Press releases can be a little overblown at times but in listening to Eilen Jewell’s new release ‘Gypsy’ I would agree with one thing: it’s varied. The subject matter is widespread and the arrangements, instrumentation and vocals vary from track to track – which makes for interesting listening. It’s the eighth studio recording in Jewell’s career and her first of original material since 2015.
The first track ‘Crawl’ starts off with a driving beat with some neat violin playing; guitar and violin being the dominant sounds on this disc. The lyric ponders a confused sense of being and the dichotomy between adventure and certainty. Do I want to be settled or travelling? Do I want company or solitude?
The second track ‘Miles to Go’ slows things down and is the standout track. The musical accompaniment complements the tale of a weary soul contemplating the unrequited love of another and plenty of ‘These hard times’. The sense of unattained personal, emotional and political goals runs through the entire lyrical content.
‘You Cared Enough to Lie’ is a non-original and its ambiguous lyric, ‘If you never really loved me / You cared enough to lie’ gives a measure of uncertainty as to the nature of the relationship. What was the lie? Many a good song leaves the listener guessing.
This brings us to the probable heart of the album – a track you may already have come across on the AUK site. ‘79 Cents’ skewers the lot of women, especially those who are not white, still lagging behind in the world of work as well as in almost every other aspect of their lives. It’s a catchy tune and chorus but somehow the rather light-hearted musical treatment does not chime with the gravity of the subject. It’s undoubtedly a clever lyric but seems reluctant to use the word pussy – I thought the president had given it his oval office seal of approval? The accompaniment feels a little leaden – or maybe emphatic – depending on your view. It finishes with the feel of a New Orleans marching band, which seems like a misstep. There is better fare elsewhere on this album however laudable the sentiment.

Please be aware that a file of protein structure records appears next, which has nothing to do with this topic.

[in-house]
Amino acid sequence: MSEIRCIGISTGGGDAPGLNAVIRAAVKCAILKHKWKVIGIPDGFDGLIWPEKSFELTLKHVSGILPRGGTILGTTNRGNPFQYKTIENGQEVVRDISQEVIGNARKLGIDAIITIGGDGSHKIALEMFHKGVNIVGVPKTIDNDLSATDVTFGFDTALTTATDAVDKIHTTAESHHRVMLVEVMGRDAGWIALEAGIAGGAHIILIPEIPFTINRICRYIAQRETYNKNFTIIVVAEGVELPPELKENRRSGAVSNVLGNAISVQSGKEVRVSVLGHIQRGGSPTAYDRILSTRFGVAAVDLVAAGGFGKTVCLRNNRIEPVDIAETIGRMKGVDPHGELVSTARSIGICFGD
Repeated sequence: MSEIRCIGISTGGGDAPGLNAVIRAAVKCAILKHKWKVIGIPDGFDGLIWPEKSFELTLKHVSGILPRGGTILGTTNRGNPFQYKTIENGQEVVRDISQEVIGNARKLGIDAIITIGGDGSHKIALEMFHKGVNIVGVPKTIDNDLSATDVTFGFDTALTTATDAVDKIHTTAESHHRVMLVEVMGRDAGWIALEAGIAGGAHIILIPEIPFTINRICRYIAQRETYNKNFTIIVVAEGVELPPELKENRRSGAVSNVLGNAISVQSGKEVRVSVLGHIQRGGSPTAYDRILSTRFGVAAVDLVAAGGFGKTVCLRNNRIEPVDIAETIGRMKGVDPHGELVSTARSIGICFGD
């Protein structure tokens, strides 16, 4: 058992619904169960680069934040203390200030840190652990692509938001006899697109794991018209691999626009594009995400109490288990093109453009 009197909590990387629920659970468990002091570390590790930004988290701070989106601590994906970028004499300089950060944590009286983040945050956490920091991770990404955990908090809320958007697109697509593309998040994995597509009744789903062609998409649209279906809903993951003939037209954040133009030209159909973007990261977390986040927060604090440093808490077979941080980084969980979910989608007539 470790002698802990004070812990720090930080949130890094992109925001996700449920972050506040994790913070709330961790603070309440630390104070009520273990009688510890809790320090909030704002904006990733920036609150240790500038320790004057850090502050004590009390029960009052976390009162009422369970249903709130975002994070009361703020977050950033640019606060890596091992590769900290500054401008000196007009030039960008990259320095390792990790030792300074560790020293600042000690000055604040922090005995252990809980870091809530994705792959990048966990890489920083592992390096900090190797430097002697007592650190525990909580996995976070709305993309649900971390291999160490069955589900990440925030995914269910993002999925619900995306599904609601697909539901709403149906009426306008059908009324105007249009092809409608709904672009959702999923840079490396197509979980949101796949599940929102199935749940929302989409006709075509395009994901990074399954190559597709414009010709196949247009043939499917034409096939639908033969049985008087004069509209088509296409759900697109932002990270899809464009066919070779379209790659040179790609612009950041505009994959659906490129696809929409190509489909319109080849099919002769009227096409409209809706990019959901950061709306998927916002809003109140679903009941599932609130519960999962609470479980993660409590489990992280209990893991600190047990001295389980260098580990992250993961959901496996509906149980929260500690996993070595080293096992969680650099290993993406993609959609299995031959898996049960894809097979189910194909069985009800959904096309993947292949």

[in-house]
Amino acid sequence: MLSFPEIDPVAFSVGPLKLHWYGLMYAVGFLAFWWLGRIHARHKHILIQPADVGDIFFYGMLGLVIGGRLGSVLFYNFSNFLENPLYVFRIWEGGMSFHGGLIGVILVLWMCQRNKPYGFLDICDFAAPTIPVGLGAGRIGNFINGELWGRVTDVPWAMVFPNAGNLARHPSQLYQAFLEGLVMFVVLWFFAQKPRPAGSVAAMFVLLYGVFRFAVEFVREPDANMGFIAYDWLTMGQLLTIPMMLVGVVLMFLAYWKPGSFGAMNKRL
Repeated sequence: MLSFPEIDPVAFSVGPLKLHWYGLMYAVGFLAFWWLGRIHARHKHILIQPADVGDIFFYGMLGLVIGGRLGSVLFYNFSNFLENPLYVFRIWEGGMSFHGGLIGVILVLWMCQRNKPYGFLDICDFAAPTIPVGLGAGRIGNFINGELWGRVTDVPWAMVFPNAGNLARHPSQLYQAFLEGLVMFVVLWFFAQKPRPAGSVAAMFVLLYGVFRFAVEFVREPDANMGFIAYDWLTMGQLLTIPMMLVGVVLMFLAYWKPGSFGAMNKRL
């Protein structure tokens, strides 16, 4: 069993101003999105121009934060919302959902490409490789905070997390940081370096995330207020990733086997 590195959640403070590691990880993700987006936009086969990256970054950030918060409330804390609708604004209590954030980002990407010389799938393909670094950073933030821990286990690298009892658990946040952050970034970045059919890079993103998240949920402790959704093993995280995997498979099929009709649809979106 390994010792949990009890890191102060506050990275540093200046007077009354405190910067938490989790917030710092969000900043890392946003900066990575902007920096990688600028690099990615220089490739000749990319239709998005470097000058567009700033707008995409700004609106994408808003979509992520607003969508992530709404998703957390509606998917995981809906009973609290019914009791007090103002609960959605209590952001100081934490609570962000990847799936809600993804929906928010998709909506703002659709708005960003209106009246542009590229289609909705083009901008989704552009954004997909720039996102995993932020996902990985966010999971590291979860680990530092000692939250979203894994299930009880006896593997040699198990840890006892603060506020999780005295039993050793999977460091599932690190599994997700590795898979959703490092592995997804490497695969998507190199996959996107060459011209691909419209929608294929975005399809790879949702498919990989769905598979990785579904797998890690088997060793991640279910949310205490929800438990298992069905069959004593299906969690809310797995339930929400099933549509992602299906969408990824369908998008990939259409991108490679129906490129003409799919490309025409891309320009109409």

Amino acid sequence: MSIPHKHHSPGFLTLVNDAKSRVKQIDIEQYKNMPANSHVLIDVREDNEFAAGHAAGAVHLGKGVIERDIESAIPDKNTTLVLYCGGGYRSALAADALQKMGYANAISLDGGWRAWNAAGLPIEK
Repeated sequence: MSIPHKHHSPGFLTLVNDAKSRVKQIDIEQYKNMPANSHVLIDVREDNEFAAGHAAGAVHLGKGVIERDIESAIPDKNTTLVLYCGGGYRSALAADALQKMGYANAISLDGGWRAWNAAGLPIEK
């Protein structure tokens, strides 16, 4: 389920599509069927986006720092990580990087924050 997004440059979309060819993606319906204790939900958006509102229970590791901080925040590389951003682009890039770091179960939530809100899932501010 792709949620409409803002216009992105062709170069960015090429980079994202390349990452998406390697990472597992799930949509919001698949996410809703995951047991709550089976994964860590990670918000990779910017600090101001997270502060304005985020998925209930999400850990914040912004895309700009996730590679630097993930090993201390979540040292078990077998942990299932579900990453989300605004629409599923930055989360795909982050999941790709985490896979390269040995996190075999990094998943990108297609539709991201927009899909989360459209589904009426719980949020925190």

The other track that doesn’t sit quite right is ‘Working Hard for Your Love’ which smacks somewhat of subjugation rather than partnership in the relationship that it examines. It’s a dark tale reminiscent of Lucinda Williams who can sometimes take a similar stance (though she is equally capable of ripping right through unfaithfulness and betrayal). Sentiments such as ‘Slave for Your Love’ – ‘Want to do What’s Right for You’ – ‘I’m on Your Chain Gang in the Snow and Rain’, don’t sit too well. Perhaps the song is a reflection on a state of mind without necessarily advocating it? Randy Newman spent half his career doing just that. Unfortunately lyrics such as these have popped up in several reviews lately which makes it hard to be sure. Chain gangs – no thanks!
Those reservations aside, there is plenty to keep you entertained and engaged here. ‘Who Else but You’, takes a very different tack, describing a parting of ways but not an end to love, ‘There never was a better friend than you’. It’s my second favourite track, with a haunting, dramatic feel.
Everything rounds off with the guitar and voice of ‘Fear’, and the suggestion that we make sure that we don’t give that kind of negativity too much oxygen. ‘Don’t take fear to be your guide / Just look him in the eye’.
This is a likeable, worthwhile album sprinkled with variety. If there are one or two tracks and sentiments that are somewhat ambiguous, there is enough elsewhere that makes this well worth a listen.